Category: New Developments

Valley Children’s moving forward with plans for new Merced medical facility

Central Valley Business TImes

October 16, 2018

  • Will be on site of former police headquarters
  • “This is a great addition to the medical landscape”

Valley Children’s Healthcare has entered into negotiations to buy a 4.54-acre parcel in North Merced to create a specialty medical building. The Merced City Council unanimously approved the agreement at its Monday meeting.

The proposed purchase price is $2.1 million. The property is the former police headquarters site on the northwest corner of Yosemite Avenue and Mansionette Drive.

“This is a great addition to the medical landscape,” says Mayor Pro Tem Jill McLeod, a nurse practitioner. “Valley Children’s is a name that parents and doctors have trusted for decades, with caring, knowledgeable staff and excellent service. We are very fortunate to have them expanding their operations in Merced.”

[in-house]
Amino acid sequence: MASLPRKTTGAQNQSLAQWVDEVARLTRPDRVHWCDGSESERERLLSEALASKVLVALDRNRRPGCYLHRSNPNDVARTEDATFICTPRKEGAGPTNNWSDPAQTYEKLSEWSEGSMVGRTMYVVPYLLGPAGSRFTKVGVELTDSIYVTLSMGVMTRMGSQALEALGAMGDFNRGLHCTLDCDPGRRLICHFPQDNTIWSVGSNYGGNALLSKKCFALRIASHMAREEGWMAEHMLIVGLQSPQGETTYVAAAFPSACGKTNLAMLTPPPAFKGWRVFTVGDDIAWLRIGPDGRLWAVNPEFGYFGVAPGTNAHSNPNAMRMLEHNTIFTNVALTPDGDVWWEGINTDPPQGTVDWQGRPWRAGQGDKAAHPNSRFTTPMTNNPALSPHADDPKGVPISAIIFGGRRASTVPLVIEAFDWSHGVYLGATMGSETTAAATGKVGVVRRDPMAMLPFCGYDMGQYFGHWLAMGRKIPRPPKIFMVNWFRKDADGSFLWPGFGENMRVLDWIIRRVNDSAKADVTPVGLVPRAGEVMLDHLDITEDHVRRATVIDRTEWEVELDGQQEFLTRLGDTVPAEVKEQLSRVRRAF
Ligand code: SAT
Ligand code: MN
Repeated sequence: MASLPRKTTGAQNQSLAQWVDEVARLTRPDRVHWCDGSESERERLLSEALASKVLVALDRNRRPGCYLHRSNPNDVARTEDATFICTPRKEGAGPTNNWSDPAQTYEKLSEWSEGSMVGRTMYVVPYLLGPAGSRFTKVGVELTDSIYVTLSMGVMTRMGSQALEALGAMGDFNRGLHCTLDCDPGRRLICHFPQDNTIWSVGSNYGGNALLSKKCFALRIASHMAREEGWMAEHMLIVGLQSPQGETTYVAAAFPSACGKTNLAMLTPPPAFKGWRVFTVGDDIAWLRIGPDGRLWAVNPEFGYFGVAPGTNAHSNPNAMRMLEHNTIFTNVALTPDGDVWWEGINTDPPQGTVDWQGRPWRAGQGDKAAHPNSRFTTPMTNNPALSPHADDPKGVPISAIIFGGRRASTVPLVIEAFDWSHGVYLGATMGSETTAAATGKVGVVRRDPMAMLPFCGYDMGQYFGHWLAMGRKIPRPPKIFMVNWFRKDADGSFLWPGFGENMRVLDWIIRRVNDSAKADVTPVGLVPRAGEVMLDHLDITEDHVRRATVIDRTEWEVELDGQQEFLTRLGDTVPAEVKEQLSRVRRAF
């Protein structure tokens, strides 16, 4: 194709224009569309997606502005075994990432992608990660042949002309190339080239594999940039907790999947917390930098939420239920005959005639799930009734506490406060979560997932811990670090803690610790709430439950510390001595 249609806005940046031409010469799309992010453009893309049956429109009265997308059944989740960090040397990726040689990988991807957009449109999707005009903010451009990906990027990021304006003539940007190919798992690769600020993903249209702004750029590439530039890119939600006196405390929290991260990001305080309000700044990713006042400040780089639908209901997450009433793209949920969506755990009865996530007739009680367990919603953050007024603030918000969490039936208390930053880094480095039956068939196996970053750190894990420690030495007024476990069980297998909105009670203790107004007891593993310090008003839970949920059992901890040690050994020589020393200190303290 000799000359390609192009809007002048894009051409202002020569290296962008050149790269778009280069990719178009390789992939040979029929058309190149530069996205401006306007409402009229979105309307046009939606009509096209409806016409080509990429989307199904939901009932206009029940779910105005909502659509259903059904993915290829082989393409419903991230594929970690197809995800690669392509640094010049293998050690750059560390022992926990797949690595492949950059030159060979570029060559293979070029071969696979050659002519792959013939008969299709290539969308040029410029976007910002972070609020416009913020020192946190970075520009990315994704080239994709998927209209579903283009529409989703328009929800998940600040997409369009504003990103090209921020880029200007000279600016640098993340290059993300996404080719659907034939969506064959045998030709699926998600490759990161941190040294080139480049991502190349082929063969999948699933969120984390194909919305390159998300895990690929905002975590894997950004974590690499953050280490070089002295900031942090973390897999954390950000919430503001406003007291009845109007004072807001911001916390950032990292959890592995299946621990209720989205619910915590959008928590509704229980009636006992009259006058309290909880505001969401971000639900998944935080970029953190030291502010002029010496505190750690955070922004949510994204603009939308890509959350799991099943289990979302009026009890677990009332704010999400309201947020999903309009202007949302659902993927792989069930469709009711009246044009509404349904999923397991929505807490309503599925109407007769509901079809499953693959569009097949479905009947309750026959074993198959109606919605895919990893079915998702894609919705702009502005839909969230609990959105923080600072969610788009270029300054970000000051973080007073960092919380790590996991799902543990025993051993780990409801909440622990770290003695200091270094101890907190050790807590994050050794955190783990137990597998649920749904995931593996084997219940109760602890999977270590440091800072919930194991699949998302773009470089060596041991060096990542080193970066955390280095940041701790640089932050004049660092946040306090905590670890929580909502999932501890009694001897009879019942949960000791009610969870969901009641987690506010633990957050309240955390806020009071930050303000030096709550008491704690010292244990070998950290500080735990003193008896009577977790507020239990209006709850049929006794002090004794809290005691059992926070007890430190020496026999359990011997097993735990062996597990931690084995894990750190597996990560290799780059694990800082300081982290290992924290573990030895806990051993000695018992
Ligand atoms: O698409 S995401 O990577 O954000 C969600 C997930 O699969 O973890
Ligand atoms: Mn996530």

Each year, more than 14,000 children from Merced County are cared for by Valley Children’s team of pediatric specialists. Since 1989, Valley Children’s has provided outpatient support  at Olivewood Specialty Care Center. Today, only 23 percent of outpatient visits are able to be made in Merced. A new pediatric primary and specialty care medical office in the city will expand that figure to 90 percent, the city says.

“As demands for pediatric services in Merced continue to grow, we are committed to keeping as many families as close to home as possible,” says Valley Children’s Healthcare President and CEO Todd Suntrapak. “Our ultimate goal is to have every family throughout the Valley be within 30 minutes or 30 miles from a Valley Children’s pediatric doctor, because that is what is bestfor kids and their families.”